Fathi et al. (2021) used a regional chemical transport model with physical and chemical process representations (Global Environmental Multiscale - Modelling Air-quality and Chemistry – GEM-MACH) and were successful in evaluating the application of the mass-balance technique in top-down retrievals using model-simulated fields as a proxy for real-world environmental fields. However, the relatively coarse resolution (2.5 km, 2 min) of the employed model was insufficient for the investigation of aircraft-based retrievals through virtual airborne samplings within the model-simulated 4D fields. In airborne campaigns, environmental observations (e.g. wind, temperature, tracer concentrations) are made while flying downwind or around emission sources. These data are then processed through various retrieval algorithms to estimate source emission rates (Peischl et al., 2010; Ryoo et al., 2019; Gordon et al., 2015). Underlying assumptions common among retrieval algorithms are the steady-state conditions during the sampling time of several hours (Alfieri et al., 2010). Data collection during aircraft-based in situ measurements is done through 3D space and over time; thus, (a) any point in space along the flight path is visited only once and (b) spatially adjacent data points are collected at different (consecutive) times. By assuming stationarity (e.g. wind, emissions), the observational data are assumed to be representative of the average conditions during the sampling time. However, time-varying conditions (whether due to turbulence or weather trends) can reduce the representativeness of the sparsely collected environmental data. To study these effects through model simulations, the model resolutions should be chosen to resolve dynamical processes (turbulence) at the spatio-temporal scales at which aircraft in situ measurements are made. For instance, to simulate (and evaluate) in situ measurements at a flying or sampling speed of 100 m s−1 (e.g. onboard instrument sampling frequency ≥1 Hz: Conley et al., 2017; Gordon et al., 2015), the model should be able to simulate (and output) atmospheric fields at length scales and timescales of Δx≤ 100 m and Δt≤ 1 s. Recent real-case LES-modelling studies have commonly referred to such resolutions (Δx≤ 250 m) as “super-resolution” (e.g. Wu et al., 2021; Onishi et al., 2019; Watson et al., 2020). Herein we use the same terminology to describe our WRF model simulations.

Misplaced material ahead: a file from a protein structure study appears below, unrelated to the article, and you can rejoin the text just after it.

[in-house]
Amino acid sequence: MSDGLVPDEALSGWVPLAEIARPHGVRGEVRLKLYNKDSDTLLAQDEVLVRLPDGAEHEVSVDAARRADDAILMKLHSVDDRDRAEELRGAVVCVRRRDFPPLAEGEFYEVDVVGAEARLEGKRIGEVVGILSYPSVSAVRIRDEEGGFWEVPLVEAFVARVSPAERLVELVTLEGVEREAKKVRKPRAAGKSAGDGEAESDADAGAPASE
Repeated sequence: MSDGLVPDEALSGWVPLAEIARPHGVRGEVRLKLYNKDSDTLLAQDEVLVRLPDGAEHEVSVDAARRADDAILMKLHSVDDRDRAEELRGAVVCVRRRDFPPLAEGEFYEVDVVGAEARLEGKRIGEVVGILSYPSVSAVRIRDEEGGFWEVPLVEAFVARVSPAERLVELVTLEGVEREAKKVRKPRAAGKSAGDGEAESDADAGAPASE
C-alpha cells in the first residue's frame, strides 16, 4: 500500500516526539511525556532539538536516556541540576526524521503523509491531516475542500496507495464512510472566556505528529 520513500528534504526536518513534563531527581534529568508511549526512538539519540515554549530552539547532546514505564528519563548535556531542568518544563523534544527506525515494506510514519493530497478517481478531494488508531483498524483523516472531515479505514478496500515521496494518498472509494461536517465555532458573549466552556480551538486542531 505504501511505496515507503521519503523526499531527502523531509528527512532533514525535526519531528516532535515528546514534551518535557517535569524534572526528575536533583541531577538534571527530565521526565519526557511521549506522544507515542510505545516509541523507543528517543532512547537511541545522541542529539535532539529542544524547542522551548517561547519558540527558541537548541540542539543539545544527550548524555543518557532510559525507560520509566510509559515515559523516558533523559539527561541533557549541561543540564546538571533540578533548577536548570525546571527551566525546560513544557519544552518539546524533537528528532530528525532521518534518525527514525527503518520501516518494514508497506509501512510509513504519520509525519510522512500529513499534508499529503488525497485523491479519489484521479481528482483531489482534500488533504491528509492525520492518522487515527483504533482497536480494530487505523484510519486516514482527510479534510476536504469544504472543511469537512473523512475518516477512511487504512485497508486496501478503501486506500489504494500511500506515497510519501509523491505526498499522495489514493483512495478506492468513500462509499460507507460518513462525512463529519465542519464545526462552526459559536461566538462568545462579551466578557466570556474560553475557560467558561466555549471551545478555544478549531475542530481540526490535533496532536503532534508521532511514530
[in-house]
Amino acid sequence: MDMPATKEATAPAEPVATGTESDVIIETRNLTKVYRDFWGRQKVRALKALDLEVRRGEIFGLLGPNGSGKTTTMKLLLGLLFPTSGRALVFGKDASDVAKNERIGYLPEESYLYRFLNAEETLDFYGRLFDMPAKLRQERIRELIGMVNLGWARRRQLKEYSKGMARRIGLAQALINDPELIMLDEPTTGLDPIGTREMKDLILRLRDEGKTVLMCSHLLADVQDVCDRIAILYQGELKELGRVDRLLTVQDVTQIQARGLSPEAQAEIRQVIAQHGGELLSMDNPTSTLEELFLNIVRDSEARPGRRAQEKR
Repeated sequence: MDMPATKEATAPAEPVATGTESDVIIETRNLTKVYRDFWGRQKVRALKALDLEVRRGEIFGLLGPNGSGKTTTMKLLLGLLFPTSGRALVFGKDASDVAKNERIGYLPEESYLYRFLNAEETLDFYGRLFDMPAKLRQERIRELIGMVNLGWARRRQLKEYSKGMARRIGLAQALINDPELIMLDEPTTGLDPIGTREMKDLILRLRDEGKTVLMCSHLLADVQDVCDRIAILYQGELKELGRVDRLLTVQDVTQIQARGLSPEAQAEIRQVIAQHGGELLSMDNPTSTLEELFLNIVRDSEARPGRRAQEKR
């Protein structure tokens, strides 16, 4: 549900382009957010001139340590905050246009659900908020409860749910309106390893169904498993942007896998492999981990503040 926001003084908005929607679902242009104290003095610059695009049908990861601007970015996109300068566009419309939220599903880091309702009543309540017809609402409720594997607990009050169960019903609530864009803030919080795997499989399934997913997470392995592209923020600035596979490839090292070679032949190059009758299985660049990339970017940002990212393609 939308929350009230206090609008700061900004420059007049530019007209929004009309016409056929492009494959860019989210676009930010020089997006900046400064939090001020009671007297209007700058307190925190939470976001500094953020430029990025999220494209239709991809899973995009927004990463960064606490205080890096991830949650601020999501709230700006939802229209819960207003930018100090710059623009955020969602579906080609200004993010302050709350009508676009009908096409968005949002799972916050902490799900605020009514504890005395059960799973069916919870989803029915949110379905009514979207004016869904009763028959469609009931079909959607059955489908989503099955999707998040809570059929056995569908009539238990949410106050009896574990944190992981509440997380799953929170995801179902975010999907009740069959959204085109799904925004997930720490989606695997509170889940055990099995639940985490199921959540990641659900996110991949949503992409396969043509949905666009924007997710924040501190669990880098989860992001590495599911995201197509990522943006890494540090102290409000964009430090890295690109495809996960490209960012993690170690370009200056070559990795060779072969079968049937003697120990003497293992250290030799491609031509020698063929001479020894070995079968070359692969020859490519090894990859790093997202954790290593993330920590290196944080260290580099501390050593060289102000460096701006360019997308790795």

The modelling requirements described above motivated the development of super-resolution micro- and LES-scale atmospheric tracer transport model simulations fine enough to resolve smaller-scale flow details and the effects of turbulence and changing stability in atmospheric mixing of tracer concentrations downwind of point and area sources of emission, enabling
thorough dynamical evaluation of the application of the divergence theorem and the mass-balance technique in inferring source emission rates;
investigation of the effects of flight patterns in aircraft-based top-down retrievals, utilizing a model-generated 4D database;
exploration of an improved sampling approach through an optimized flight design and multi-platform (in situ, remote) sampling; and
exploration of improved data analysis, post-processing, and interpolation or extrapolation methods needed for flux calculations based on airborne observations.
In this study, we present a proof of concept for performing super-resolution model simulations of atmospheric tracer transport and dispersion using WRF with the ARW (Advanced Research WRF) dynamical-solver core. The concepts that are explored here include (a) realistic modelling of the atmospheric boundary layer at the large-eddy-simulation scale over complex terrain, (b) mass-conserved modelling of atmospheric dispersion and transport of passive tracers under the conditions described in (a), and (c) generation of modelling products at the spatio-temporal scale of airborne observations (aircraft-based in situ and remote measurements) that are useful for evaluating the observational methods and providing recommendations for future studies. We evaluate the performance of our model simulations against historical observational data from ground-based monitoring stations and aircraft-based observations from a 2013 airborne campaign, the Joint Canada-Alberta Implementation Plan on Oil Sands Monitoring (JOSM, 2013). We further assess the performance of our simulations in terms of global (over the entire modelling domain) and local (sub-domain) mass conservation by conducting 4D mass-balance analysis.